0386 and 0349 are described as close to local school but there is no continuous pedestrian pavement to the school and very few throughout the village with no space to create new ones

Some enlargement of the village would be beneficial but 61+ an unspecified number" households are not a practical proposition. Small developments on all of these sites except 0560 would be feasible.

Full text:

0386 and 0349 are described as close to local school but there is no continuous pedestrian pavement to the school and very few throughout the village with no space to create new ones.
0560 abuts on Green Lane which is not a road, is an unpaved track and footpath less than 4 metres wide (see OS map) with a significant drain underneath it making it unsuited to heavy traffic. Access to Diss Road would have to be via 0561
Where are the new residents in 61 households plus "an unspecified number" in 0386 in Rectory road going to work? The roads in the village are narrow. The grass verges have been steadily eroded by heavy farm vehicles and lorries delivering to the For Farmers site. Additional commuter traffic will add to this problem. The only roads out of the village are the Diss Road and Shimpling Road leading to the A140 and both would become seriously congested at peak times.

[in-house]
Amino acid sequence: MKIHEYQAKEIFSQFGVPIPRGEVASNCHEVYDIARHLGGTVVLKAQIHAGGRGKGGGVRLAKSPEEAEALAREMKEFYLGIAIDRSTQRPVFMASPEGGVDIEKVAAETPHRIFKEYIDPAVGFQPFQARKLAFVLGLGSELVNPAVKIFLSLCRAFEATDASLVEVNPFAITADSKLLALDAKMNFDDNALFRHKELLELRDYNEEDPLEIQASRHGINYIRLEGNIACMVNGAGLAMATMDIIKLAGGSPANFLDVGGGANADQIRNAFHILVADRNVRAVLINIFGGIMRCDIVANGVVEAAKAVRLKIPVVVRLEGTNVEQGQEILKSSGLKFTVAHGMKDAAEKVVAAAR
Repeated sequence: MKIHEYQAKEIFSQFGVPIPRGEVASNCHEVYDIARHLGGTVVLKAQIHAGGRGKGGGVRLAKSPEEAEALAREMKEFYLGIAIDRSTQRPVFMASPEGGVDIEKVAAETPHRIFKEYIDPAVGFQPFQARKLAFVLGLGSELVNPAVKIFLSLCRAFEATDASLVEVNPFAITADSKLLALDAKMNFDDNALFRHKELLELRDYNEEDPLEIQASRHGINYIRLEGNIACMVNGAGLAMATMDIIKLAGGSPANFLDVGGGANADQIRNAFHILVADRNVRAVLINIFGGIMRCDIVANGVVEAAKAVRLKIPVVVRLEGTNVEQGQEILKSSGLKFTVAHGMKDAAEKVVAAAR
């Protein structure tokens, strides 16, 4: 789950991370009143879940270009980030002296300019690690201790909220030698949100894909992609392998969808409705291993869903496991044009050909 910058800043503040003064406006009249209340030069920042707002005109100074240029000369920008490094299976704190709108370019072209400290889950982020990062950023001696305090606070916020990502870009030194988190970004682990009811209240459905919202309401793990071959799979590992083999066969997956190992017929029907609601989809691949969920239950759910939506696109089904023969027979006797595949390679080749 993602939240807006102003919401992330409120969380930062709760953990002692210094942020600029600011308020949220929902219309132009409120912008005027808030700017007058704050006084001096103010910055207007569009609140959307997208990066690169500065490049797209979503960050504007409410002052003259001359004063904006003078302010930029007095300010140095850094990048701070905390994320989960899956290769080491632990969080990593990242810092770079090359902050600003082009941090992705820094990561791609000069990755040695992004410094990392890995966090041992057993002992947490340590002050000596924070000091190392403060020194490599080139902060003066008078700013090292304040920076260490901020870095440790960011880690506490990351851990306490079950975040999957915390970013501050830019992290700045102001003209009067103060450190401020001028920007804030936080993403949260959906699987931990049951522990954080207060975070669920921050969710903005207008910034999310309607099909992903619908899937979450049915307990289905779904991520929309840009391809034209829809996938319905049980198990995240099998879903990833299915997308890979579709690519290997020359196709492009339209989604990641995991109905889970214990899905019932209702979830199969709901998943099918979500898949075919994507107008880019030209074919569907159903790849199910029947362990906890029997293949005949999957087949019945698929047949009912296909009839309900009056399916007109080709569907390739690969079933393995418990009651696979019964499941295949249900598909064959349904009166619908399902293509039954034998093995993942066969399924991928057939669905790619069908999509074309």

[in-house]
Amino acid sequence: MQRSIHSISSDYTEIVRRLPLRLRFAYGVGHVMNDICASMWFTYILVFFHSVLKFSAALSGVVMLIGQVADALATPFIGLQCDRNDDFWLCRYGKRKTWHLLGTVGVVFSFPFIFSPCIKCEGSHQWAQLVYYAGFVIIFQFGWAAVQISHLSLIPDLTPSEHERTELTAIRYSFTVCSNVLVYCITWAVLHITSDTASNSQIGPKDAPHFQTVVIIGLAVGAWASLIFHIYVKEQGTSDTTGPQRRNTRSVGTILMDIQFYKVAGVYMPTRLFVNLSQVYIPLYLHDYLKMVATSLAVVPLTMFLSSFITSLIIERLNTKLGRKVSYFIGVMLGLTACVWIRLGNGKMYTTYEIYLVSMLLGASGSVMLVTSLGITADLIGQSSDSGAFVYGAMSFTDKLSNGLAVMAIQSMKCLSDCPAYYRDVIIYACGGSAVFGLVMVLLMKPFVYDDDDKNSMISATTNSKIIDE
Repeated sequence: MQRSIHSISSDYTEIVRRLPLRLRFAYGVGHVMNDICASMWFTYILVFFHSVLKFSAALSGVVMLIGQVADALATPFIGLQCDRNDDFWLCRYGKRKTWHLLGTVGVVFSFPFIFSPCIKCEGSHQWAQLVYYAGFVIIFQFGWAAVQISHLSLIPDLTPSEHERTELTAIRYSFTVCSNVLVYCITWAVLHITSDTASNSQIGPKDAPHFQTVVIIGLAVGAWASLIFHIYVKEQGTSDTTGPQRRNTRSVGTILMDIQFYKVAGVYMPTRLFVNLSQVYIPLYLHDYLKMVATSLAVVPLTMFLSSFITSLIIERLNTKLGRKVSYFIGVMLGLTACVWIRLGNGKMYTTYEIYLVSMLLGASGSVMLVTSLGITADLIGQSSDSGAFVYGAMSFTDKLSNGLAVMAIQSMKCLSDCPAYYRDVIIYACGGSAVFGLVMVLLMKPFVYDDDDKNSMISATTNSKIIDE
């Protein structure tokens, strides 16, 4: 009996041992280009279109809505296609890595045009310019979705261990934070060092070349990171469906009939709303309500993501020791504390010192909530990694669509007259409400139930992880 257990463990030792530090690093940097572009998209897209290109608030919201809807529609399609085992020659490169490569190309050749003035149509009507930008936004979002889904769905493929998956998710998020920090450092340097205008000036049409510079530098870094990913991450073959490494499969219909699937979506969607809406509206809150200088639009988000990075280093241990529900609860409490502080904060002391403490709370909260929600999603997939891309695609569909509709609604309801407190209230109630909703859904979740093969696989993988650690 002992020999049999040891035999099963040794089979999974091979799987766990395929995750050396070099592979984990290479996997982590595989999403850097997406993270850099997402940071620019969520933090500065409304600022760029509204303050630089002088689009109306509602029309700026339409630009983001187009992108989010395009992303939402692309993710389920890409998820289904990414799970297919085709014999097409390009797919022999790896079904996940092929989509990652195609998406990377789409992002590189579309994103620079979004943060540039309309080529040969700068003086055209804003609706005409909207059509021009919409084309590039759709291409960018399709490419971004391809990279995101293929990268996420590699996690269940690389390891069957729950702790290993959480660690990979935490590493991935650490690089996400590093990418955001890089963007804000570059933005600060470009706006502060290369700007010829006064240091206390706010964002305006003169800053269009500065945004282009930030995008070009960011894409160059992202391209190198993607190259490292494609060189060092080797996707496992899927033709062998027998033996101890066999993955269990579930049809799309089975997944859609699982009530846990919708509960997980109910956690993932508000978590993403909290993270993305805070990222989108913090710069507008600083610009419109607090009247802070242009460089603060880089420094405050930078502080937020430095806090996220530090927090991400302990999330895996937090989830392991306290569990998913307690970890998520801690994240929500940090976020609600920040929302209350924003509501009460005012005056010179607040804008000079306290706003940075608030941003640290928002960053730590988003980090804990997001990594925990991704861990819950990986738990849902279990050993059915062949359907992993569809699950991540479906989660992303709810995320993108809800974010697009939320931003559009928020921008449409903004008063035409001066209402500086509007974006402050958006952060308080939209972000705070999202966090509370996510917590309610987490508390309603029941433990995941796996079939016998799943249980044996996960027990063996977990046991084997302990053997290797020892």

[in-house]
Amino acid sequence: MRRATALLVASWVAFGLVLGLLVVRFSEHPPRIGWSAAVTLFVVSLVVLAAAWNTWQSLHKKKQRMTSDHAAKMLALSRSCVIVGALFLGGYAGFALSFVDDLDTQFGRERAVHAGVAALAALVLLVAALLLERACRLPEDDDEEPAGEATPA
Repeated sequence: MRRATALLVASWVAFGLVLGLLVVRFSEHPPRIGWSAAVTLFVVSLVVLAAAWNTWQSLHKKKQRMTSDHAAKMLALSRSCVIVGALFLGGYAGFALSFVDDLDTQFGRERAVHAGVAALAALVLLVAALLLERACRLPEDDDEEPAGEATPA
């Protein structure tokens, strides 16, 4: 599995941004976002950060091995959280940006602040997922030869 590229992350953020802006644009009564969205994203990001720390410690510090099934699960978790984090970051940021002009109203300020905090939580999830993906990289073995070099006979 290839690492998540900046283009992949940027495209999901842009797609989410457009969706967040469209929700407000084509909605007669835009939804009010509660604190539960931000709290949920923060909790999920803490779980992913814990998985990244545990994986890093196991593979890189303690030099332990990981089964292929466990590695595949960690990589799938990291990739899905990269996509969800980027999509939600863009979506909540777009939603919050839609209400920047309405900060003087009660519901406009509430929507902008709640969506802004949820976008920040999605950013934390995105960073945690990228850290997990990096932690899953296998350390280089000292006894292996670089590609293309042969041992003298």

The bus service is inadequate for commuters. Last service to the village is in the early afternoon.
Some enlargement of the village would be beneficial but 61+ an unspecified number" households are not a practical proposition. Small developments on all of these sites except 0560 would be feasible.

Support

Site Proposals document

Representation ID: 16694

Received: 22/03/2018

Respondent: Thelveton Farms

Agent: Savills

Representation:

Our client is pleased that the site has been identified as suitable within the HELAA and make the following comments.
Burston is an 'Other Village' within the JCS, upgraded to a 'Service Village' within Appendix 3 of GNLP. There is a primary school within walking distance of the site. There are regular bus services to Diss and no known constraints on the site which would make development difficult or unacceptable. It is not located within Greenbelt, AONB or Flood Zones 2 and 3. A PROW runs across the northern boundary.
The access off Gissing Road (30mph)could be upgraded and the site is adjacent to Burston's settlement boundary.

SEE FULL TEXT ON ATTACHMENT

Full text:

Our client is pleased that the site has been considered, and identified as suitable within the HELAA. We have reviewed the assessment of the site provided within the Site Proposals Document and HELAA, and make the following comments in relation to the site's delivery. [references to NPPF and its consultation, Housing White Paper, NPPG]
Below, the site is considered against the tests within the NPPG2, confirming that the site is suitable, available and achievable for development purposes:
Suitable
Development in rural areas is considered vital to the long term sustainability of rural communities.